Since long term control of bacteria growth in the water of swimming pools is readily achieved according to the present invention, the necessity for providing expensive equipment for constantly metering controlled amounts of chlorine in the water is avoided. It is only necessary to dissolve the QUAT of the invention in the water and to ensure a uniform concentration in the range defined. Furthermore, at the very low concentrations found to be effective, the QUATS of the invention have no effect on the eyes, no objectionable odor or taste, and do not bleach clothing as may happen with the use of chlorine or ozone.
In testing and screening various QUATS for bactericidal activity, various procedures and screening methods have been used, and these are briefly described below.
Screening Protocol--The screen protocol used for the invention and for the evaluation of comparative QUATS is summarized immediately below. In all cases, the various compounds are contacted with 10.sup.6 E. coli bacteria per ml of water at specific concentrations for a preset time. The primary screen uses 100 ppm of the compound at a 5 minute contact time; the secondary screen, 20 ppm at a 1 minute contact time; the tertiary screen, 5-50 ppm at a 30 second contact time.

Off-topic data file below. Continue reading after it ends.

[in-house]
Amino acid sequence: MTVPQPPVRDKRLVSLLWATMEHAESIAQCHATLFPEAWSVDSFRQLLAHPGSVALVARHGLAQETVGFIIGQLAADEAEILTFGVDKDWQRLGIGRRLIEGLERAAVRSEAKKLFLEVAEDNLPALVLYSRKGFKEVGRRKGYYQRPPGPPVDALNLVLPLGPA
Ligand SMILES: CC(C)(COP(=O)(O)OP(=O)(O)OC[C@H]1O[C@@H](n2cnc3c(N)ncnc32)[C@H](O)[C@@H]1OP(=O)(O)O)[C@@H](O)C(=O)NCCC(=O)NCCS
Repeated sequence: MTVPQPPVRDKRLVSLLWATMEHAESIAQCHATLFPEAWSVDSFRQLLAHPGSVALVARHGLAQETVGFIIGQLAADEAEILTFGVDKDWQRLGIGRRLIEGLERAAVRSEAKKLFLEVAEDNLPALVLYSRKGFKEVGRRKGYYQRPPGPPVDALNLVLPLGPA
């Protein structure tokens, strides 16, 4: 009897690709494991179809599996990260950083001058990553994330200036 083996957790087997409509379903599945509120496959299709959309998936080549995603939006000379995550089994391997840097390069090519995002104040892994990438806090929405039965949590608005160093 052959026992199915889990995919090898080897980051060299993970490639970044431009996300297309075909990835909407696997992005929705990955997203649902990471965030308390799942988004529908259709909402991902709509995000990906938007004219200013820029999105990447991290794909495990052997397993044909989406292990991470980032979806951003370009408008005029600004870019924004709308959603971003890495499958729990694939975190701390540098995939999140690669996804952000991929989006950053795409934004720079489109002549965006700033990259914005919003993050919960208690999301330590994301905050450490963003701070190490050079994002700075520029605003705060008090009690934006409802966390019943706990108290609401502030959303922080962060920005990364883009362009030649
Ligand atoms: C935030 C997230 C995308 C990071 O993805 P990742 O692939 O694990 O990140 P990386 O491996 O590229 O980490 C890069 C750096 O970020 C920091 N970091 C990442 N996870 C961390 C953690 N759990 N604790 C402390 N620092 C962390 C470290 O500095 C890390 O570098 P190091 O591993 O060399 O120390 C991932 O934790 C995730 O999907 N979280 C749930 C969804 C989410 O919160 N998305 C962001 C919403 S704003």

Inoculum Preparation--E. coli ATCC 11229, is grown on TSA slants 18-24 hours at 35.degree. C. Slants are washed with 10 mL sterile saline (0.85%) and centrifuged at 10,000 rpm for 10 minutes. The supernatant is discarded; the culture is resuspended in 10 mL saline and centrifuged two more times. Final resuspension is in sterile RO water. The culture suspension is adjusted to an optical density (OD) of 0.2 at 550 nm, approximately 2.times.10.sup.8 cells/mL, using a Bausch & Lomb Spectronic 20.